The story of the Amiga is not just one of a forward-thinking computer design. One which set the standard for the systems we enjoy even today. It’s also a story about the clash of industry titans, a series of seized, as well as missed, opportunities. And, lastly, a dramatic, last-minute, rescue. But, most importantly, it’s about an unsung hero of the industry, a dentist Jay Miner. While the video game market collapsed, sales of home computer systems increased and Hi-Toro’s investors agreed to continue funding the company to build a full computer system.  The company decided to take on a new name ‘Amiga’, the reason behind this was it came in the phonebook before Apple and Atari. The new Amiga, Inc., split into two teams, one lead by Jay Miner worked to finalizing the hardware design. The other, headed by Bob Pariseau, for building the Amiga’s operating system. And hoped to demonstrate Lorraine(Amiga) at the Consumer Electronics Show in Chicago January 1984, and get more investors. Lorraine’s hardware design was largely completed. A revolutionary system, powered not only by the 68000 CPU, but through a series of customized chips, to take certain tasks on themselves, freeing up the CPU. The Agnus chip was in charge of direct memory access, and also contained the Copper and Blitter silicon, which allowed for some amazing graphics tricks. Managing the display and graphics would be the Denise chip. While the “Paula” chip handled 4-channel stereo sound, as well as controlled the system’s floppy disk drives. Offering a palate of 4,096 colors and screen resolutions up to 640×400, the Lorraine’s technical specifications were unlike anything in the industry. In the PC-world, nothing like these capabilities would be available until the popularity of dedicated video and sound cards in the late 80’s/early 90’s. All that Lorraine needed was an operating system. Bob Pariseau needed to get an operating system done, and fast. Coming from a background in mainframe computers, and recognizing all the specialized hardware to offload tasks from the CPU, Bob began building a team to create the first multitasking operating system for a home computer. Critical to this team were Carl Sassenrath, formerly with HP’s server multitasking OS division, and RJ Mical. Carl, for his work in developing the small and lightning fast micro-kernel, and RJ for building “Intuition“, the API used for the OS’s user interface, AmigaOS was born! The Amiga concept was a fast and powerful multimedia computer, driven by co-processors for graphics, sounds, input/output, etc, and paired with an equally powerful operating system was game changing. This design lived on, directly, throughout the Amiga line of computers until Commodore’s eventual demise in 1994. By that time, however, Jay’s vision and design had also been adopted by every computer manufacturer in the industry. Without a doubt, Jay Miner is as important as a Bill Gates, or a Steve Jobs, a true game changer and the platform despite being commercial dead since 1994 lives on by many enthusiasts all over the globe.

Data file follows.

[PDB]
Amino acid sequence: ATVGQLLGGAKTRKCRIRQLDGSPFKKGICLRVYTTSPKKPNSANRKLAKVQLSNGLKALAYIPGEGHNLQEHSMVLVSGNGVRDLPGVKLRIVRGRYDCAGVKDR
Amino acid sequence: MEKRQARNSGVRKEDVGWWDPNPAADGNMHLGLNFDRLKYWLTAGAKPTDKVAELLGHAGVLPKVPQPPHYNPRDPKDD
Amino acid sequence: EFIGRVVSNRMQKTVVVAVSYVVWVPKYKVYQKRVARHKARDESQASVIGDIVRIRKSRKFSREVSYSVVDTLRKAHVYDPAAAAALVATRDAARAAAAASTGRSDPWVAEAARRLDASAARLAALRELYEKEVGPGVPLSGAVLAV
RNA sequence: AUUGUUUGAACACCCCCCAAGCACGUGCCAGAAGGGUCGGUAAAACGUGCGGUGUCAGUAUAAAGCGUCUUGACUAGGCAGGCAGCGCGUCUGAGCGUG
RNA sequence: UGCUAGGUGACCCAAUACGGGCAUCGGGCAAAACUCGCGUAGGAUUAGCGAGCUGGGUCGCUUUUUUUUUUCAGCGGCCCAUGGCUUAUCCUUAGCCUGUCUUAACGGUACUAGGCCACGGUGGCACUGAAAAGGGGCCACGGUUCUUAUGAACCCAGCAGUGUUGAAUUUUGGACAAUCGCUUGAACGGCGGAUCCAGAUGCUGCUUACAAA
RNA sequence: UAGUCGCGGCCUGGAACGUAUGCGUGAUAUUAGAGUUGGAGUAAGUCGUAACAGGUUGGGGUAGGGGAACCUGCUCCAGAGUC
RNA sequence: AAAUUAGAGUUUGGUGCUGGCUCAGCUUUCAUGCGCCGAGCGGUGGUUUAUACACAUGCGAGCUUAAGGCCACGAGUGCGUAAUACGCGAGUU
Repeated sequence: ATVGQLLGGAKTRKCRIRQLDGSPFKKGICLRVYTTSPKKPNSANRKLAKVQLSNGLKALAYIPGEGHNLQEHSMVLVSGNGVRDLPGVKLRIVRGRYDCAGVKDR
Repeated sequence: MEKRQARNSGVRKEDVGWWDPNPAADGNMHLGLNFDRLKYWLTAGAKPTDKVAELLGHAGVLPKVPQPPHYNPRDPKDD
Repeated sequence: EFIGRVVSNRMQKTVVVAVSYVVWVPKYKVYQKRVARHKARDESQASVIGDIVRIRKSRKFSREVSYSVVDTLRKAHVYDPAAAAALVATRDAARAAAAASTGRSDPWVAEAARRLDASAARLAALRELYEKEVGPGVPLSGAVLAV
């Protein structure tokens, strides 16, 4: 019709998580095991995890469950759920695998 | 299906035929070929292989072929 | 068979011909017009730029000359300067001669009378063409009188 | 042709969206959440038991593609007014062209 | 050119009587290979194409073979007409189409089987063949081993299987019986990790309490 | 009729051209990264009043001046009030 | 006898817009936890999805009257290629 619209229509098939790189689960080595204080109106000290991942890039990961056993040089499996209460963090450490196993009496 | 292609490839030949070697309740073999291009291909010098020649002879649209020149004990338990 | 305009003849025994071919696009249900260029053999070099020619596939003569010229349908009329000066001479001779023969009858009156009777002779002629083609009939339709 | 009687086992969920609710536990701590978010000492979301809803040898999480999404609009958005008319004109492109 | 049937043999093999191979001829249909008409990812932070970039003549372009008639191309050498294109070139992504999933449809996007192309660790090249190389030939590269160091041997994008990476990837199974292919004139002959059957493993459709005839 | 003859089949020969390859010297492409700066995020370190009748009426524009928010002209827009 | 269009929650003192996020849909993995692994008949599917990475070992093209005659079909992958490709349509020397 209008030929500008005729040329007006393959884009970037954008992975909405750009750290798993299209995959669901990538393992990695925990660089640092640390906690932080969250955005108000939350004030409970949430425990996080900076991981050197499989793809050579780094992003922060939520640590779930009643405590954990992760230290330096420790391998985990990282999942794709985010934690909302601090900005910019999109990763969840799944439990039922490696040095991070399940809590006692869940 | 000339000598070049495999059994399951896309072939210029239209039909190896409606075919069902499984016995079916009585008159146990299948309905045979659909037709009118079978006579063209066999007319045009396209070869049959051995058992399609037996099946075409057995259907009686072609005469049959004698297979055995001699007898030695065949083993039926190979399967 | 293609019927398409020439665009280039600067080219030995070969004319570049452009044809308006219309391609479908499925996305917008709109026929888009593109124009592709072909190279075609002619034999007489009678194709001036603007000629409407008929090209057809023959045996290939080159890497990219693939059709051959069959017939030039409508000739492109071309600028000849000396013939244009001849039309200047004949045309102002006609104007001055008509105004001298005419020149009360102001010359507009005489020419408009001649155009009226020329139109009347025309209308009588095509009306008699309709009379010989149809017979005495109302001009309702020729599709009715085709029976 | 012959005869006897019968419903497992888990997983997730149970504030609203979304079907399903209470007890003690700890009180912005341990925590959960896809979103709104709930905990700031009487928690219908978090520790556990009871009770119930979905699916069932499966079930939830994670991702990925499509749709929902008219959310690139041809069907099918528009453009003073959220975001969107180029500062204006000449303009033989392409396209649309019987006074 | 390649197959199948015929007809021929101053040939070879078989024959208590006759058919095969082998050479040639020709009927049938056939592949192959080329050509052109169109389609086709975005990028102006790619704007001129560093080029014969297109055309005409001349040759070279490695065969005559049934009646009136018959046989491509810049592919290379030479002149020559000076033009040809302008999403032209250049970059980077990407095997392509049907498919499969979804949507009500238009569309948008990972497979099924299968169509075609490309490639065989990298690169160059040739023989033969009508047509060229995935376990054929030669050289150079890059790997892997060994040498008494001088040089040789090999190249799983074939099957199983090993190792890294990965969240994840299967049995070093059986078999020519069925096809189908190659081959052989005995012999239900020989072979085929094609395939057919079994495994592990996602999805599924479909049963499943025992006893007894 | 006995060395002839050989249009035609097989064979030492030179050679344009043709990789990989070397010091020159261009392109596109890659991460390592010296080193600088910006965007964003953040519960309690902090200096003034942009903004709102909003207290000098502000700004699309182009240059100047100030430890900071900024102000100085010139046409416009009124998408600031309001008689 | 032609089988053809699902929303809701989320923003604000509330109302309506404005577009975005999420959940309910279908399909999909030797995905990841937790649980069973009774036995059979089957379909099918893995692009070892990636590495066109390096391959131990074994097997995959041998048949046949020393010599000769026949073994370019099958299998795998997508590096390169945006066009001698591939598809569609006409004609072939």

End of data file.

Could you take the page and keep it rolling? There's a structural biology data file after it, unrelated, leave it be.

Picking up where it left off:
More news: Generation Amiga magazine